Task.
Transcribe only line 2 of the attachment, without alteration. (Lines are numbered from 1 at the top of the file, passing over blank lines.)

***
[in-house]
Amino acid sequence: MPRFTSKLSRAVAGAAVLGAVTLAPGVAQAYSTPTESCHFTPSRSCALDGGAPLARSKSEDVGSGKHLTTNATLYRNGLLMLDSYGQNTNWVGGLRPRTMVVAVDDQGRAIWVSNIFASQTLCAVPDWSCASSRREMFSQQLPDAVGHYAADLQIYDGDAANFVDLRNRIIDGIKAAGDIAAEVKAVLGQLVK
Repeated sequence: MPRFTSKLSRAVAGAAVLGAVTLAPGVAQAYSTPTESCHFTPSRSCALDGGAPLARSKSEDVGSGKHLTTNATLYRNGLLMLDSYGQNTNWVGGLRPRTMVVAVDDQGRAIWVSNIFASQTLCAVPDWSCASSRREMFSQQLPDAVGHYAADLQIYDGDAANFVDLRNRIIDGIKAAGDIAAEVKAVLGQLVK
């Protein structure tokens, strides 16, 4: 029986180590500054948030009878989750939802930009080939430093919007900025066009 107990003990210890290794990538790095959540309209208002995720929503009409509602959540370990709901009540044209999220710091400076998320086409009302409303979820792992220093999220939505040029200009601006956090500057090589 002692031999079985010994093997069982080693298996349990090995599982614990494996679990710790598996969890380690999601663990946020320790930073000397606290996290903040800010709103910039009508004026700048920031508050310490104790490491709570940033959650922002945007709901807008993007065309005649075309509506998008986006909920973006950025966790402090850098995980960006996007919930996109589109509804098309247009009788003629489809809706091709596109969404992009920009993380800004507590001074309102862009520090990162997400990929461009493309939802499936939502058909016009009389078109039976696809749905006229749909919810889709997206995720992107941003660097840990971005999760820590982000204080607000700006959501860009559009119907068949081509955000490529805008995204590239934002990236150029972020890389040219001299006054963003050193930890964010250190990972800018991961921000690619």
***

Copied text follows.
Amino acid sequence: MPRFTSKLSRAVAGAAVLGAVTLAPGVAQAYSTPTESCHFTPSRSCALDGGAPLARSKSEDVGSGKHLTTNATLYRNGLLMLDSYGQNTNWVGGLRPRTMVVAVDDQGRAIWVSNIFASQTLCAVPDWSCASSRREMFSQQLPDAVGHYAADLQIYDGDAANFVDLRNRIIDGIKAAGDIAAEVKAVLGQLVK